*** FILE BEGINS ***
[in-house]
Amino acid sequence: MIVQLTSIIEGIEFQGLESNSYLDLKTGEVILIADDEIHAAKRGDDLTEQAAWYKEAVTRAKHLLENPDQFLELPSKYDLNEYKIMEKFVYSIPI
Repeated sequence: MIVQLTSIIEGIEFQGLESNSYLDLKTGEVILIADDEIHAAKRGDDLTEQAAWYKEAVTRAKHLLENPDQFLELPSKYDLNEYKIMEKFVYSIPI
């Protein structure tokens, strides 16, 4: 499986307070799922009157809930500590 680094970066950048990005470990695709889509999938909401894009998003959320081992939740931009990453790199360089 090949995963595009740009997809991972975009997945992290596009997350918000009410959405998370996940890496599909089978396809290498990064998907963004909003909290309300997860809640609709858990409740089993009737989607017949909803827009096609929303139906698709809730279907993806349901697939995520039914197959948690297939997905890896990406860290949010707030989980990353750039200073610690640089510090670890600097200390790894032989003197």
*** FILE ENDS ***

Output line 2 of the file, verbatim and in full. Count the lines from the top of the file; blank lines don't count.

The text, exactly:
Amino acid sequence: MIVQLTSIIEGIEFQGLESNSYLDLKTGEVILIADDEIHAAKRGDDLTEQAAWYKEAVTRAKHLLENPDQFLELPSKYDLNEYKIMEKFVYSIPI